2016 is a stake-in-the-ground year in the age of the customer, a 20-year business cycle in which the most successful enterprises will reinvent themselves to systematically understand and serve increasingly powerful customers. Customer-obsessed leaders will see tangible business growth from their strategy shift, while laggards will spiral down the slow path of mediocrity.
Firms’ insatiable focus on the customer makes it an opportune year for software developers. Companies can’t just buy great customer experiences from ISVs, or else everyone would. Modern app development techniques will become more important than ever in 2016, as companies hustle to improve their customer-facing systems of engagement. As a result…
In 2016, software developers will move to new frameworks and languages (in particular, those that span both mobile and Web development fields, such as Facebook’s React and React Native) in parallel with a transition from pure HTML and JS to a combined JSX. They will also allow for some shared code across both.
Companies won’t develop what they can buy instead, driving SaaS revenue growth. A thoughtful coexistence of buy and build is emerging, with custom development largely focused on differentiation, while packaged software is focused on economies of scale. Developers will need to selectively boost business flexibility by leveraging Software-as-a-Service (SaaS) and cloud-based application service provider offerings. In 2016, this will result in multiple software vendors with SaaS- or cloud-based software revenue exceeding US$1 billion. It will be up to developers to set the boundary of build vs. buy. Architecture changes, governance changes, and sourcing and vendor management changes accompany this dual strategy. The rate of value change fragmentation will vary by industry, but application architectures will need to support custom-built systems of engagement linked to SaaS-based systems for behind-the-scenes workloads.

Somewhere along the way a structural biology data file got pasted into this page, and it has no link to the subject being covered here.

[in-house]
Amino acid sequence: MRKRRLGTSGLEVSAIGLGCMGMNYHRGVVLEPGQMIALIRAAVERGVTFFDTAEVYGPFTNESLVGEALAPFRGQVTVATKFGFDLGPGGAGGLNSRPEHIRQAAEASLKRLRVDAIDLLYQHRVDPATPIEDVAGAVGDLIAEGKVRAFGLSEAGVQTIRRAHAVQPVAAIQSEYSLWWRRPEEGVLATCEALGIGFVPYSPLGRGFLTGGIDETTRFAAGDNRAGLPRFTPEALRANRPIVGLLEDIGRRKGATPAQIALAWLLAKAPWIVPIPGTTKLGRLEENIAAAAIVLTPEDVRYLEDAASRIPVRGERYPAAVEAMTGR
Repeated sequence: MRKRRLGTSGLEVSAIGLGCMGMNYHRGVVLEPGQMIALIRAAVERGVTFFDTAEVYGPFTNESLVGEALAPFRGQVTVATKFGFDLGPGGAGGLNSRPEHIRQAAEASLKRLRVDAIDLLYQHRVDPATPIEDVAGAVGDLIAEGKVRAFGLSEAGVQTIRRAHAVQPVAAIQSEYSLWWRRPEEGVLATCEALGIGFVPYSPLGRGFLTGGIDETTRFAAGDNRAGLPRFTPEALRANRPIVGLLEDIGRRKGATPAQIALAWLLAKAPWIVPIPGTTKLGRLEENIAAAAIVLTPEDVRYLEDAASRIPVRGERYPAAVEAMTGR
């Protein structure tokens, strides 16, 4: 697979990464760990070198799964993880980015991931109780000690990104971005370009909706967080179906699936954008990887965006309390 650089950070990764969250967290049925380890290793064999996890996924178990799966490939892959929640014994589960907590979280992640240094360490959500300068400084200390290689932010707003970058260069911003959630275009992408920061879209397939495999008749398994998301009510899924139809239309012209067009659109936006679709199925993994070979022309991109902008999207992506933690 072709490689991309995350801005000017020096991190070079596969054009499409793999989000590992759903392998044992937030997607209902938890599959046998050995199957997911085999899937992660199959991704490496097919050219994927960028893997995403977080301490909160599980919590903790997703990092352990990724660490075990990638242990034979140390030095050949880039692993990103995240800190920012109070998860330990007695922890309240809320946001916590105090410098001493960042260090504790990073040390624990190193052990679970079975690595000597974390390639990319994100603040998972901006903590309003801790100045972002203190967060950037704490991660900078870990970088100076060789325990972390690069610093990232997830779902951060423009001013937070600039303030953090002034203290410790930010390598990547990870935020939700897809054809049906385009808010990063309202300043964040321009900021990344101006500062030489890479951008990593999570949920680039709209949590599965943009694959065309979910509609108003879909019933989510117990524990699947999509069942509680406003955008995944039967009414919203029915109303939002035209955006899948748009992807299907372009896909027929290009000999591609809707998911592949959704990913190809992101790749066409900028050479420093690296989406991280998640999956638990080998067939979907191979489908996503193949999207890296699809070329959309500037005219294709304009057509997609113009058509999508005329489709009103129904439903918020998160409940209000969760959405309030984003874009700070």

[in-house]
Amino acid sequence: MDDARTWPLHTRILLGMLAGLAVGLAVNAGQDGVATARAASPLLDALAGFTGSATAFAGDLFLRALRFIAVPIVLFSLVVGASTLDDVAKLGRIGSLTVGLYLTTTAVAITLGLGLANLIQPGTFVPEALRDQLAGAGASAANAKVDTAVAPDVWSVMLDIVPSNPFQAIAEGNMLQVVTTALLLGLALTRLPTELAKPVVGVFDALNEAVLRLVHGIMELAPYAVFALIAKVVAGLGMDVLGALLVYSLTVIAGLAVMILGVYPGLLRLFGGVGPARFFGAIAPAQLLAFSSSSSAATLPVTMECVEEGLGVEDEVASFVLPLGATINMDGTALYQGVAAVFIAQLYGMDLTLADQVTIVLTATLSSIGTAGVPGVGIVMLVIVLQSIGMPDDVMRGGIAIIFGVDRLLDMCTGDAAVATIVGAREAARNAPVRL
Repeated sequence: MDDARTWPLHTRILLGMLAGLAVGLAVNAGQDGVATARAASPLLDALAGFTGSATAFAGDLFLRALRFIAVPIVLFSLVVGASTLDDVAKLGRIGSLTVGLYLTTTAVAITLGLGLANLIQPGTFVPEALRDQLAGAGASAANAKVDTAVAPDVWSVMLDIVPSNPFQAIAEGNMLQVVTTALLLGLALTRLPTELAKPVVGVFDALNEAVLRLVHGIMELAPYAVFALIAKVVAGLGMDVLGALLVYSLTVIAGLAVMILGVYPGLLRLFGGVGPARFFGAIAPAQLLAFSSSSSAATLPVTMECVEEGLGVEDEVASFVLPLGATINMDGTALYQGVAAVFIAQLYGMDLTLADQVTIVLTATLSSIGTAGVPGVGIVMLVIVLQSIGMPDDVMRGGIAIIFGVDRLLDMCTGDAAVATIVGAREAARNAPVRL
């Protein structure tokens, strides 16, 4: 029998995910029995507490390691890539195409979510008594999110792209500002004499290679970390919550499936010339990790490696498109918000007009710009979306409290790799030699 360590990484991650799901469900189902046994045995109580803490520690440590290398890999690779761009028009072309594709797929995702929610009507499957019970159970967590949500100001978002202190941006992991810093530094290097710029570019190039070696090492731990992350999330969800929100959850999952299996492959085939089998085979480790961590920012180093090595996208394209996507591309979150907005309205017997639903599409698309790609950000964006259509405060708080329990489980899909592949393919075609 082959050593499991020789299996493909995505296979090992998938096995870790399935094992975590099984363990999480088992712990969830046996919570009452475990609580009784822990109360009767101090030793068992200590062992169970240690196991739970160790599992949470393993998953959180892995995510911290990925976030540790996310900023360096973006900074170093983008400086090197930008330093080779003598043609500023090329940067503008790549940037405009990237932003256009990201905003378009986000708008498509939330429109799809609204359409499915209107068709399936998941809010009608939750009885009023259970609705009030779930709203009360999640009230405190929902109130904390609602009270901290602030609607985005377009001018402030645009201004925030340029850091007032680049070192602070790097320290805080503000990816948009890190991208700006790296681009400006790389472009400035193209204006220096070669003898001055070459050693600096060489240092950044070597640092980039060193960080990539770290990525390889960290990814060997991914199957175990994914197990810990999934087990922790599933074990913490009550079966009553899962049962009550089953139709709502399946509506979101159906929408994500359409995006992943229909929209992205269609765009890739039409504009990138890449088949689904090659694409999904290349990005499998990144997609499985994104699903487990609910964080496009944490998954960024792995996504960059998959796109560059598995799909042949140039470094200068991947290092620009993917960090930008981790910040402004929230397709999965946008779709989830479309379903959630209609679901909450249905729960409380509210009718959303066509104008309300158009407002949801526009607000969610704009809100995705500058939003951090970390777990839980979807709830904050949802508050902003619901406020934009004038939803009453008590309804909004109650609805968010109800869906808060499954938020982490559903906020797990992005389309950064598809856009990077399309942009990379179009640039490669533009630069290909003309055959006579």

Supply-chain-management principles will help govern open-source implementation. Ninety percent of applications use open-source software (OSS), and 80% of developers have deployed it in their apps in the past 12 months. But many organizations have limited visibility into the composition of their software, as well as the quality or vulnerabilities of open-source components that are included. In 2016, organizations will wake up and realize that they have a serious management problem that needs to be solved. Developers will borrow practices from lean manufacturing and supply-chain management to gain control over the proliferation of OSS components in their applications and their overall software portfolios.
Agile and Continuous Delivery will finally meet architecture. Mobile, APIs, Internet of Things, predictive analytics, and other application styles are proliferating, delivery cycles get shorter, and microservices decrease the size of each deployment while increasing the number of components deployed. These trends mean that development organizations run greater risks that solutions delivered by different dev teams won’t play well together.
2016 will see growing adoption of what Forrester calls agile-plus architecture. Developers will need to work with their architecture teams to develop organizational structures and processes that bring streamlined, collaborative architecture practices into their agile and Continuous Delivery streams. This requires a culture change for both developers and architects.
Of course, implementing these changes will not be a simple task, but, by following the trends and practices identified in this article, customer-obsessed developers and development teams will have a clear picture on the coming challenges in 2016.